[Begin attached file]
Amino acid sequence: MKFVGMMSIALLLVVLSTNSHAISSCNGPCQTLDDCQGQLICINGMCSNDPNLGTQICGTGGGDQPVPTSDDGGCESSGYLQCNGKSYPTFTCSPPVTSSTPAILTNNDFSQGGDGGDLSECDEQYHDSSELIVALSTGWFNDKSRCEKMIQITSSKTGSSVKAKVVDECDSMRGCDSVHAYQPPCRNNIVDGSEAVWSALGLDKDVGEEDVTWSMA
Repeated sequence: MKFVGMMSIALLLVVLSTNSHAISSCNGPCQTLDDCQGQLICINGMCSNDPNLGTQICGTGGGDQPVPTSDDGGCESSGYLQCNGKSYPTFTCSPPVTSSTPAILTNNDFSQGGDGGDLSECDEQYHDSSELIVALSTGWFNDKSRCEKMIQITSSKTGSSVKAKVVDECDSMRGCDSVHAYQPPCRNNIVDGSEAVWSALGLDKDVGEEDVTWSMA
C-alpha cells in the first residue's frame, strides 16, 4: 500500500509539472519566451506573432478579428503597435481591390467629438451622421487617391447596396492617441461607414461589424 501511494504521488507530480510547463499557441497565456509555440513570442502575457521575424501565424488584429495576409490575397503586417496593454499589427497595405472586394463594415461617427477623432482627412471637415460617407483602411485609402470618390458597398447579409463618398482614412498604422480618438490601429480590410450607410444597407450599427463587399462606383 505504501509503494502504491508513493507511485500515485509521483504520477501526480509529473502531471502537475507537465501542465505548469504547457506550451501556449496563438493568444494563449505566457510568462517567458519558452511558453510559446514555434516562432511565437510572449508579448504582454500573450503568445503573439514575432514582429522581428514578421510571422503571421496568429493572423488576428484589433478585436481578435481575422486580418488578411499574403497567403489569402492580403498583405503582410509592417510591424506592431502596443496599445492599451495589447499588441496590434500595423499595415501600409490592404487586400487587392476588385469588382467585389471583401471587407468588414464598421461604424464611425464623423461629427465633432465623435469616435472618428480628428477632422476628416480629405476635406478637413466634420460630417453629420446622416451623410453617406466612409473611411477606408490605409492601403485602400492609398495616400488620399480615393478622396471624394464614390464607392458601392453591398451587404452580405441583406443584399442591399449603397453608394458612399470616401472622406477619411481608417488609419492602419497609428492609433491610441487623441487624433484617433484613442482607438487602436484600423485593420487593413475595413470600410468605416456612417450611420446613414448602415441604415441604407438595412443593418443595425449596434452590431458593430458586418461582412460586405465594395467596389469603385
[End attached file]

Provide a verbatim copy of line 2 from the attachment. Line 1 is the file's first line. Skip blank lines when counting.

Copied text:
Repeated sequence: MKFVGMMSIALLLVVLSTNSHAISSCNGPCQTLDDCQGQLICINGMCSNDPNLGTQICGTGGGDQPVPTSDDGGCESSGYLQCNGKSYPTFTCSPPVTSSTPAILTNNDFSQGGDGGDLSECDEQYHDSSELIVALSTGWFNDKSRCEKMIQITSSKTGSSVKAKVVDECDSMRGCDSVHAYQPPCRNNIVDGSEAVWSALGLDKDVGEEDVTWSMA